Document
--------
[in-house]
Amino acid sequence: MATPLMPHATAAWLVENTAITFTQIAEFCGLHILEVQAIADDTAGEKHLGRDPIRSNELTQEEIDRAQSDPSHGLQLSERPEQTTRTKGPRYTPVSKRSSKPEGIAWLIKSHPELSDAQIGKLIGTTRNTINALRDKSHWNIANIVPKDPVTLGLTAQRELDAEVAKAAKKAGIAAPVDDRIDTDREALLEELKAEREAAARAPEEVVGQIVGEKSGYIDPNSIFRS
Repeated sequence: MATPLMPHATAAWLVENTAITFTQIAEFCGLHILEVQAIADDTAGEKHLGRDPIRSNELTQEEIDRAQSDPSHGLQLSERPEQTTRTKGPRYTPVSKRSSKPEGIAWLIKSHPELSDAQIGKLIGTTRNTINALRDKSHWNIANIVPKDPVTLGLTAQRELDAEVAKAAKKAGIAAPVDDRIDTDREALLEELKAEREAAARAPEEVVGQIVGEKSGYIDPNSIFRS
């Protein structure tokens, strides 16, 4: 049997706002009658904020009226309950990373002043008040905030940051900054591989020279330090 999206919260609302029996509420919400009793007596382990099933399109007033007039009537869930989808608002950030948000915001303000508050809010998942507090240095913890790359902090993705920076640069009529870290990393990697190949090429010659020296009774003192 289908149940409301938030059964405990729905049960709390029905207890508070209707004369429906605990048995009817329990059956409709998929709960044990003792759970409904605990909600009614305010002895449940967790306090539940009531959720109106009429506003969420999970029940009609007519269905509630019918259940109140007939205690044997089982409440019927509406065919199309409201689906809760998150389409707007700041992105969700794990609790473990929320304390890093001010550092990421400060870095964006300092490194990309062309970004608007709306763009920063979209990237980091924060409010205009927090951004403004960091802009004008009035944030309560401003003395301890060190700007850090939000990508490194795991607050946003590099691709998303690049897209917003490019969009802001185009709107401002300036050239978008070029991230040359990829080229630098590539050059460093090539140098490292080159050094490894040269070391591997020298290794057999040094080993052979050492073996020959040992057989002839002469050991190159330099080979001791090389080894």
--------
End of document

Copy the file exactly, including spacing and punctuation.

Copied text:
[in-house]
Amino acid sequence: MATPLMPHATAAWLVENTAITFTQIAEFCGLHILEVQAIADDTAGEKHLGRDPIRSNELTQEEIDRAQSDPSHGLQLSERPEQTTRTKGPRYTPVSKRSSKPEGIAWLIKSHPELSDAQIGKLIGTTRNTINALRDKSHWNIANIVPKDPVTLGLTAQRELDAEVAKAAKKAGIAAPVDDRIDTDREALLEELKAEREAAARAPEEVVGQIVGEKSGYIDPNSIFRS
Repeated sequence: MATPLMPHATAAWLVENTAITFTQIAEFCGLHILEVQAIADDTAGEKHLGRDPIRSNELTQEEIDRAQSDPSHGLQLSERPEQTTRTKGPRYTPVSKRSSKPEGIAWLIKSHPELSDAQIGKLIGTTRNTINALRDKSHWNIANIVPKDPVTLGLTAQRELDAEVAKAAKKAGIAAPVDDRIDTDREALLEELKAEREAAARAPEEVVGQIVGEKSGYIDPNSIFRS
């Protein structure tokens, strides 16, 4: 049997706002009658904020009226309950990373002043008040905030940051900054591989020279330090 999206919260609302029996509420919400009793007596382990099933399109007033007039009537869930989808608002950030948000915001303000508050809010998942507090240095913890790359902090993705920076640069009529870290990393990697190949090429010659020296009774003192 289908149940409301938030059964405990729905049960709390029905207890508070209707004369429906605990048995009817329990059956409709998929709960044990003792759970409904605990909600009614305010002895449940967790306090539940009531959720109106009429506003969420999970029940009609007519269905509630019918259940109140007939205690044997089982409440019927509406065919199309409201689906809760998150389409707007700041992105969700794990609790473990929320304390890093001010550092990421400060870095964006300092490194990309062309970004608007709306763009920063979209990237980091924060409010205009927090951004403004960091802009004008009035944030309560401003003395301890060190700007850090939000990508490194795991607050946003590099691709998303690049897209917003490019969009802001185009709107401002300036050239978008070029991230040359990829080229630098590539050059460093090539140098490292080159050094490894040269070391591997020298290794057999040094080993052979050492073996020959040992057989002839002469050991190159330099080979001791090389080894």